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Hoffmann, R. A wiki for the life sciences where authorship matters. Nature Genetics (2008)

Role of adenosine uptake and metabolism by blood cells in the antiplatelet actions of dipyridamole, dilazep and nitrobenzylthioinosine.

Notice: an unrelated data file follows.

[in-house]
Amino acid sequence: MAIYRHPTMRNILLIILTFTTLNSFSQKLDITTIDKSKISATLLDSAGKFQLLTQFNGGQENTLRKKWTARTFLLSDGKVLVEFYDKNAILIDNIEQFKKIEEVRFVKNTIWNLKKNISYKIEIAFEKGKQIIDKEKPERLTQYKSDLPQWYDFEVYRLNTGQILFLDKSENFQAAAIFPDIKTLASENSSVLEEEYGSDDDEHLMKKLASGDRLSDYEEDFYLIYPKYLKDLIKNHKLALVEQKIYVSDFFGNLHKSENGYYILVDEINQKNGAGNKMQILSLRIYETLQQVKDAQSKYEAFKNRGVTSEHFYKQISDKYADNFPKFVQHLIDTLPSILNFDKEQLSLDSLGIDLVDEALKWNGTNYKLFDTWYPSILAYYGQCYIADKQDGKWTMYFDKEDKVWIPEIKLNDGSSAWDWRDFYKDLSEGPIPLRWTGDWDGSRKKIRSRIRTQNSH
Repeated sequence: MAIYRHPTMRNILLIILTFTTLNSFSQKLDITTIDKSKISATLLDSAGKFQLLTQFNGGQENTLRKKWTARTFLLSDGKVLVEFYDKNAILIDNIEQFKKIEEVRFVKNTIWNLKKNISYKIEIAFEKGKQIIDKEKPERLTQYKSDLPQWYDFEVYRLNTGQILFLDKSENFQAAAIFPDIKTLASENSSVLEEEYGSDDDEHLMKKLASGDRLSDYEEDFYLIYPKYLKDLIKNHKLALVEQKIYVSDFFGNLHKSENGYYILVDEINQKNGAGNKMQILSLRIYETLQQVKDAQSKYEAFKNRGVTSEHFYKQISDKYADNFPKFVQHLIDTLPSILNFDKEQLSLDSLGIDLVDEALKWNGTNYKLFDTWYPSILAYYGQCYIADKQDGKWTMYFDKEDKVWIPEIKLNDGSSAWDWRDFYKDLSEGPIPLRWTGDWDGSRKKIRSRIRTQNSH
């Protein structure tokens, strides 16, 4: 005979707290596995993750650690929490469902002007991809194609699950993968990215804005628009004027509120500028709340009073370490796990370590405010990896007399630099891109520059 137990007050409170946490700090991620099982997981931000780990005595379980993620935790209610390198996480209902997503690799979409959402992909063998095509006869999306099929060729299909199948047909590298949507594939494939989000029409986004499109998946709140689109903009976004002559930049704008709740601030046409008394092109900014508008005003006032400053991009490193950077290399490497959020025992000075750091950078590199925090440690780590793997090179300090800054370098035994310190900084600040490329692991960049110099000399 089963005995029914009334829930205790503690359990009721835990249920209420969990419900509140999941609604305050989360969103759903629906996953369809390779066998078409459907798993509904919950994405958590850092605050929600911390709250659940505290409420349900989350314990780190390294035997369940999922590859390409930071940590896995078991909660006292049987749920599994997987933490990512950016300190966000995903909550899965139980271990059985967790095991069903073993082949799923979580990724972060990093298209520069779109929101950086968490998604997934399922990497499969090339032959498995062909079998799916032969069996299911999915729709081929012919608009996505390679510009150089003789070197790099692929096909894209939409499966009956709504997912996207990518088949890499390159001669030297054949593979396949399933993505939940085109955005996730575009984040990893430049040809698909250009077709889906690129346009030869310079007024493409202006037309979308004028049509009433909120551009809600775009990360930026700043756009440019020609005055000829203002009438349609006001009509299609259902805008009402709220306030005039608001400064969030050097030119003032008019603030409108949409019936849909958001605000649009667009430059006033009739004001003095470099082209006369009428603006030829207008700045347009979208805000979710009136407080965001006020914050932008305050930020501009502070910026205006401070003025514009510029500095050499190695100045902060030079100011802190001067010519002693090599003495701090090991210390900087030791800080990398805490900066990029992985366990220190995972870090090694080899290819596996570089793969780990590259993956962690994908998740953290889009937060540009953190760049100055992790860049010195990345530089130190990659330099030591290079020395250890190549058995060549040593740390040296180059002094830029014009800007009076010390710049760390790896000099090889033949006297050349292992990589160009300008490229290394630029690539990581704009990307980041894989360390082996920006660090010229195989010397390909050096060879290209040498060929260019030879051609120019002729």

Adenosine (Ado, 10 microM) did not inhibit ADP-induced human platelet aggregation in whole blood. However, if the blood was preincubated with dipyridamole (10 microM), a potent inhibitor of the erythrocytic nucleoside transport system ( NTS), Ado acted as a strong inhibitor of platelet aggregation. Similarly, Ado inhibited platelet aggregation in whole blood in the presence of other potent NTS inhibitors, dilazep (1 microM) and p-nitrobenzylthioinosine (NBMPR, 1 microM). RA 233 (10 microM), an analog of dipyridamole which is a potent inhibitor of platelet cAMP phosphodiesterase (PDE), did not evoke the Ado effect in whole blood. However, in platelet-rich plasma ( PRP), RA 233 potentiated strongly Ado-mediated inhibition, whereas dipyridamole, dilazep and NBMPR were without activity. 5'-Methylthioadenosine (MTA), an Ado receptor antagonist, reversed the inhibition produced by a nucleoside transport system inhibitor plus Ado in whole blood. Dipyridamole (10 microM), dilazep (1 microM) or NBMPR (1 microM) blocked [14C]Ado (10 microM) uptake by blood cells in whole blood, whereas RA 233 (10 microM) was not effective. The combination of 2'-deoxycoformycin (dCF, 5 microM), a tight-binding inhibitor of adenosine deaminase ( ADA), plus 5-iodotubercidin (ITu, 10 microM), a potent inhibitor of adenosine kinase (Ado kinase), gave comparable Ado-mediated inhibition of platelet aggregation in whole blood as was obtained when the blood was pretreated with dilazep. These studies suggest that the in vivo antiplatelet actions of drugs such as dipyridamole and dilazep result from their abilities to block erythrocytic Ado uptake and subsequent metabolism, thus elevating the extracellular steady-state concentration of the physiologically occurring, antiplatelet agent, Ado.[1]


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